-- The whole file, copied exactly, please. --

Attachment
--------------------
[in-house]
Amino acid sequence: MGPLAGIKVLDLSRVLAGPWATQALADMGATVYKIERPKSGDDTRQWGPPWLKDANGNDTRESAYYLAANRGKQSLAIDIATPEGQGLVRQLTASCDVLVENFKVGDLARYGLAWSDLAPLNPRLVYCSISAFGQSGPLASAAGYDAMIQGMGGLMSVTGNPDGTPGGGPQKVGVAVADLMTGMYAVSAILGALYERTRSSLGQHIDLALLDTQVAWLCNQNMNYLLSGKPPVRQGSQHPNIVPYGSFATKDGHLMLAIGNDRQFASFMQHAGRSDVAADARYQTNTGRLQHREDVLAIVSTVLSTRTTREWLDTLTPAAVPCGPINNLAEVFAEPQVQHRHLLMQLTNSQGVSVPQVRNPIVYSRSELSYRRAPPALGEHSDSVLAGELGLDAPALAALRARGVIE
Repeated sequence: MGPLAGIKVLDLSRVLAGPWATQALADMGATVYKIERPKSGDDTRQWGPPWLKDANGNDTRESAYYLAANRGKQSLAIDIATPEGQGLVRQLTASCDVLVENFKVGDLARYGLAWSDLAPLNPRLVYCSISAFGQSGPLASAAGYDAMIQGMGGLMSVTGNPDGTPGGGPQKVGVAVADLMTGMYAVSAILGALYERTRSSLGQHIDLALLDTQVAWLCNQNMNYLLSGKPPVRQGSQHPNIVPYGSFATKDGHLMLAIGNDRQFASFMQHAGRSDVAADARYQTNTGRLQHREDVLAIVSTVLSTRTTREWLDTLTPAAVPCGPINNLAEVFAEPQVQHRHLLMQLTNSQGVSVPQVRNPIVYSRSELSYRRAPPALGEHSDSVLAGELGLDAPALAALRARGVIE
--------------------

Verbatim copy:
[in-house]
Amino acid sequence: MGPLAGIKVLDLSRVLAGPWATQALADMGATVYKIERPKSGDDTRQWGPPWLKDANGNDTRESAYYLAANRGKQSLAIDIATPEGQGLVRQLTASCDVLVENFKVGDLARYGLAWSDLAPLNPRLVYCSISAFGQSGPLASAAGYDAMIQGMGGLMSVTGNPDGTPGGGPQKVGVAVADLMTGMYAVSAILGALYERTRSSLGQHIDLALLDTQVAWLCNQNMNYLLSGKPPVRQGSQHPNIVPYGSFATKDGHLMLAIGNDRQFASFMQHAGRSDVAADARYQTNTGRLQHREDVLAIVSTVLSTRTTREWLDTLTPAAVPCGPINNLAEVFAEPQVQHRHLLMQLTNSQGVSVPQVRNPIVYSRSELSYRRAPPALGEHSDSVLAGELGLDAPALAALRARGVIE
Repeated sequence: MGPLAGIKVLDLSRVLAGPWATQALADMGATVYKIERPKSGDDTRQWGPPWLKDANGNDTRESAYYLAANRGKQSLAIDIATPEGQGLVRQLTASCDVLVENFKVGDLARYGLAWSDLAPLNPRLVYCSISAFGQSGPLASAAGYDAMIQGMGGLMSVTGNPDGTPGGGPQKVGVAVADLMTGMYAVSAILGALYERTRSSLGQHIDLALLDTQVAWLCNQNMNYLLSGKPPVRQGSQHPNIVPYGSFATKDGHLMLAIGNDRQFASFMQHAGRSDVAADARYQTNTGRLQHREDVLAIVSTVLSTRTTREWLDTLTPAAVPCGPINNLAEVFAEPQVQHRHLLMQLTNSQGVSVPQVRNPIVYSRSELSYRRAPPALGEHSDSVLAGELGLDAPALAALRARGVIE